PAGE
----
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Creative Delivery of Your Message

Anyone who lives in an advanced industrial society receives hundreds of commercial messages every day. Now they arrive not only on outdoor signs and by postal mail but also by e-mail, by fax, by delivery services, through pagers and even when the phone is on hold. How in the world do you cut through the clutter and get folks to pay attention?

Creative delivery - the message arriving in some form out of the ordinary - represents one answer. Here are some ideas that have worked for others.

Media releases. When you're trying to get media coverage, most folks mail, fax or e-mail their news release. So long as it's truly fresh, more original packaging can win attention. Debbi Karpowicz's press kit for her humor book, I Love Men in Tasseled Loafers, arrived in a bona fide shoe box. Inside was a press release rolled up and tied with a leather loafer tassel and a photo of Karpowicz in a backless evening gown, seductively holding up a man's loafer. Such originality made many recipients reach for the phone to set up an interview -- exactly the desired result.
 
Event invitations. Fenix Design of Brooklyn, New York, invited clients to its annual holiday party by sending a small ziplock bag of unpopped popcorn, a string, a needle, a coupon to a night out of dinner and dancing, instructions for making a string of popcorn and a flashy label reading, "Instant Holiday Decoration Kit Enclosed!!" Christopher Kokinos, Fenix's president and creative director, says, "We treat clients like friends, not statues on pedestals. They talk about our parties for six months and then start wondering what we'll do for the next one."
 
Networking. Ginny Rivenburg, co-owner of Custom Window Products in Acton, Massachusetts, regularly gets the biggest reaction of anyone at networking meetings she attends. When it's her turn to stand up and introduce herself, she holds up a demo-sized version of window blinds and uses a remote control unit in her other hand to make them open and close. This usually provokes a hearty laugh from the audience and makes what she says next about her business about ten times more memorable than otherwise.
 
Response to inquiries. When an event marketing company in Springfield, Virginia, contacted advertising agency Oliver, Russell and Associates (ORA) in Boise, Idaho with the message, "Let's play," ORA sent back a huge yellow ball and an Idaho potato gift pack. Another time ORA sent its proposal for a local pizza restaurant over in the shape of a pizza. "Success came to us when we turned what was different about us -- our youthful, kinetic energy -- into our strength," says the firm's creative director, Russ Stoddard.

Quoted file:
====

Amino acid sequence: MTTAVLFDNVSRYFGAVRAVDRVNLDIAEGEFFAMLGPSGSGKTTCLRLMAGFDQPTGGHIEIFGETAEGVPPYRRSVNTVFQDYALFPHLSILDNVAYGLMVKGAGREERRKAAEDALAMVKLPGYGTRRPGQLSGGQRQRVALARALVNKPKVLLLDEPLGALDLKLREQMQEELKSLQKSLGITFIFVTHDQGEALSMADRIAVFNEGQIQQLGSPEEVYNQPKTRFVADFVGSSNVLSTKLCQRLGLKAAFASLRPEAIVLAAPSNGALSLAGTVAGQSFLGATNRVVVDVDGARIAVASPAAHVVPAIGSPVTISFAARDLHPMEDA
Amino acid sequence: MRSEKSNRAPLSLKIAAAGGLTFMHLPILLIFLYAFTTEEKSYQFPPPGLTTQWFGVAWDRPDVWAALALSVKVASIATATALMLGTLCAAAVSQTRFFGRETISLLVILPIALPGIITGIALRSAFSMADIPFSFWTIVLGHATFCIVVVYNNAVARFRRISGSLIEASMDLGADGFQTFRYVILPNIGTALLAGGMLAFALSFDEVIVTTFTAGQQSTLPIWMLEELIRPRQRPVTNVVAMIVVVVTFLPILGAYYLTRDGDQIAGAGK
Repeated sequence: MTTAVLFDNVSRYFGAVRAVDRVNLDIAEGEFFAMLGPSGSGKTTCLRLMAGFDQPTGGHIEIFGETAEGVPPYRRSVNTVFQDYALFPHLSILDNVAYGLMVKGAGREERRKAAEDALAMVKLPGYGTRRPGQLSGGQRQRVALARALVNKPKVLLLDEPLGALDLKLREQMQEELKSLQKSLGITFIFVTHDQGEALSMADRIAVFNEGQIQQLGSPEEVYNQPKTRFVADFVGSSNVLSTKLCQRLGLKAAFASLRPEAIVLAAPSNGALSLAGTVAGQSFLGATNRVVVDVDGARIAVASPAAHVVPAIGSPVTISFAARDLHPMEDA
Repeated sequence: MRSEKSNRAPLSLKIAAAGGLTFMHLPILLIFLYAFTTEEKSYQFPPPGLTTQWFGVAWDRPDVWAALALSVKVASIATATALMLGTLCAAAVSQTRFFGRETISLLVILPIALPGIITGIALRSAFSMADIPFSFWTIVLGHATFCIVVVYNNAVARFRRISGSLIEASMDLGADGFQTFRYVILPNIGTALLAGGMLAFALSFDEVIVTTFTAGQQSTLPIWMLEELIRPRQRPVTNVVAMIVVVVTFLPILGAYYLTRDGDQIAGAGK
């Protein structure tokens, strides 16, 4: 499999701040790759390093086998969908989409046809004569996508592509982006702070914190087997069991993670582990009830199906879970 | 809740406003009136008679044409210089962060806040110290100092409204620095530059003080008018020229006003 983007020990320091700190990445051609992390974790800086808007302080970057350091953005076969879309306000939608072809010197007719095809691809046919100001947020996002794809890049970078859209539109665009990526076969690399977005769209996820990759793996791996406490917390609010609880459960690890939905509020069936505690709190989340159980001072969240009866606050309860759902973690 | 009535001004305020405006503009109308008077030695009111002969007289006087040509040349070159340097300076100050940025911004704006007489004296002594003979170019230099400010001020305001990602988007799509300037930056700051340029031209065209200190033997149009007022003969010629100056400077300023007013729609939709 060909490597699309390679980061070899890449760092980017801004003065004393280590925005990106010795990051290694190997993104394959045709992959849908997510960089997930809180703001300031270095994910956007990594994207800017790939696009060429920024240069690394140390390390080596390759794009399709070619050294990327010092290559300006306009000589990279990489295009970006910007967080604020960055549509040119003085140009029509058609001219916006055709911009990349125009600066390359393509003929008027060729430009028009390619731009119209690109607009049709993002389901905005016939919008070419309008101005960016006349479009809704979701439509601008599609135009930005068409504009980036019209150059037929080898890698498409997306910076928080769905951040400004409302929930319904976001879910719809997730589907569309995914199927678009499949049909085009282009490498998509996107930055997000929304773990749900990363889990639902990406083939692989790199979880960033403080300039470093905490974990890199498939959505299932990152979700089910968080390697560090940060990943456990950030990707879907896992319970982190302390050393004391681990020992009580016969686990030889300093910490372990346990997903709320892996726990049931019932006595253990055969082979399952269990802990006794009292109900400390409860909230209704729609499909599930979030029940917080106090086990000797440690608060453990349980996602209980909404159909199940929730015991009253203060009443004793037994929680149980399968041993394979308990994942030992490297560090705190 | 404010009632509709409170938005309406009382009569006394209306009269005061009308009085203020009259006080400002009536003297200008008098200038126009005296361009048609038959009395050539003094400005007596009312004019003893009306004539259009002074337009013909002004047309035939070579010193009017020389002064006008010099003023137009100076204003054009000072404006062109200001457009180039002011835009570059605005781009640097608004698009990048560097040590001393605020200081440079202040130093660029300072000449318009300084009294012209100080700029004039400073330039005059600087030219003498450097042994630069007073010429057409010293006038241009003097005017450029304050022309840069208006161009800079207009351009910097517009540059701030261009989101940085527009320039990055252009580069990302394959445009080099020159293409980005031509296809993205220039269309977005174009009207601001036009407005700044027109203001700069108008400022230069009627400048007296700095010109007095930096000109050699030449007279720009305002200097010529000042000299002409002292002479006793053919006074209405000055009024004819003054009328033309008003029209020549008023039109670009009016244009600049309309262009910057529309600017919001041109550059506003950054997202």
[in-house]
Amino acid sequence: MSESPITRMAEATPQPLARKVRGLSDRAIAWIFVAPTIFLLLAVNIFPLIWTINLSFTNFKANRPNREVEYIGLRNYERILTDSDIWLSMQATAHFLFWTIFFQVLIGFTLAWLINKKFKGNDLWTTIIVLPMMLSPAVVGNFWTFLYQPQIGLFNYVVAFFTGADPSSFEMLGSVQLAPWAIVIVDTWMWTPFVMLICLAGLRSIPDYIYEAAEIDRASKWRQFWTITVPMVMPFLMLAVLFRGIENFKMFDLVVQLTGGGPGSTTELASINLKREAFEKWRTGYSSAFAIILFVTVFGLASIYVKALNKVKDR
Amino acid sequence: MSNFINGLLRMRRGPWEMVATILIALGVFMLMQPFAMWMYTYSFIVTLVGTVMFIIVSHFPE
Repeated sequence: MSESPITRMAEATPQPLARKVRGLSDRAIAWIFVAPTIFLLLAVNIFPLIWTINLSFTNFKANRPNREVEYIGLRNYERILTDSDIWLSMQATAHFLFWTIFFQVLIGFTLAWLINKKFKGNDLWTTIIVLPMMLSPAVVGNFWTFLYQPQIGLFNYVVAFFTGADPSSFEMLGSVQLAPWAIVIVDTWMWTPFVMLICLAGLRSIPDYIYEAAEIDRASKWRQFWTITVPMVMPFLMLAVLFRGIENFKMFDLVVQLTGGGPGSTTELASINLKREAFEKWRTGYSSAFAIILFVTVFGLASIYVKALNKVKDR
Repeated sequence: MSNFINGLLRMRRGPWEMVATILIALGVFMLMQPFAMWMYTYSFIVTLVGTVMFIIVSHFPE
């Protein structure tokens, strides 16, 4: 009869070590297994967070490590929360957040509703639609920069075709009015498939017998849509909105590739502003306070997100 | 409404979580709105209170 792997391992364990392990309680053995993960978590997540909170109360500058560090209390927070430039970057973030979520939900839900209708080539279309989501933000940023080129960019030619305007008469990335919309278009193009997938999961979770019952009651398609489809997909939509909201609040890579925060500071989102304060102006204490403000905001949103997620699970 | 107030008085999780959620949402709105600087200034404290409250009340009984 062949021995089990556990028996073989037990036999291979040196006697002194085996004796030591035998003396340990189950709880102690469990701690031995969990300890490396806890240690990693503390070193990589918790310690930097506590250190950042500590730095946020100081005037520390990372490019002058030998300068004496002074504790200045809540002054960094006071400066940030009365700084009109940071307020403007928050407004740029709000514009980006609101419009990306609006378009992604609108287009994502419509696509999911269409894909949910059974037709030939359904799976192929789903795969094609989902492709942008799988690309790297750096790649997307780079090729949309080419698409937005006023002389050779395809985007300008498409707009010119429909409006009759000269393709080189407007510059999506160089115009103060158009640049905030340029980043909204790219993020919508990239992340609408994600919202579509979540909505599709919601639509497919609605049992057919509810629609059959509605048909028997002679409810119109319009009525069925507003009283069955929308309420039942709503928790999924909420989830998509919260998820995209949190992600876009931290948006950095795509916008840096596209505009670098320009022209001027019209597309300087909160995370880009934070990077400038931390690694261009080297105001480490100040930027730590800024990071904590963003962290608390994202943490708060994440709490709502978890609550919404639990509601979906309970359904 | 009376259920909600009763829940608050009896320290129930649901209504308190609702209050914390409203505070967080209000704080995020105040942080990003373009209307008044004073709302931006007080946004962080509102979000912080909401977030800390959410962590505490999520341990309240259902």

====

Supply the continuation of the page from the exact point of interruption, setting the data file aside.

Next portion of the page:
Sales pitches. A company selling flat-screen computer monitors also used the pizza idea when it realized that the size and shape of its product resembled pizza boxes.To announce their product launch, they bought blank pizza boxes in bulk and slapped bright-colored shipping labels on them. Inside: their product announcement and a life-sized cutout image of the monitor. Who can resist opening up something that looks like a pizza delivery?
 
Sales letters. When she was looking for new clients in the translation industry, Sarah Pilgrim sent a Czech koruna (exotic but worth less than a penny) glued to the top of a letter that opened, "Here's a Czech koruna for your time - time that can translate into more money for you." This campaign yielded an astounding 30 percent response rate. "When people can feel some unknown object inside an envelope, they can't resist opening it, and with sales letters that's half the battle," Pilgrim notes.
 
Follow-up letters. Commemorative snapshots helped Eriez Magnetics get second sales appointments after other companies' representatives visited its Erie, Pennsylvania, plant. Eriez would ask visitors to pose for a photo beneath a sign bearing the company trademark, then send the framed photo with Eriez's mission statement on the back by mail to the visitors. The good will engendered by the photo made recipients more receptive to the accompanying cover letter asking for another appointment.
 
Surveys. Companies wishing respondents to fill out a questionnaire are more likely to get results when they attach a crisp $1 bill as a bribe -- oops, as "consideration." But Burke & Towner, Ltd., of Milwaukee, Wisconsin, did 32 percent better than that when they enclosed a pen for filling out the survey along with the questionnaire. Having chosen a pen with purple ink, they could easily tell that respondents used the free pen to check off their answers.

Caution: Reserve the sending of oversized promotional items through the mail to offices that are normally staffed during business hours. The tactic can backfire if the mailperson has to leave a notice requiring the recipient to make a special trip to the post office to pick up your package.

Marcia Yudkin is Head Stork of Named At Last, which affordably brainstorms creative product names and tag lines for organizations all over the world. For more articles on branding and naming, go to Named at Last - Branding Articles (www.namedatlast.com/brandingarticles.htm).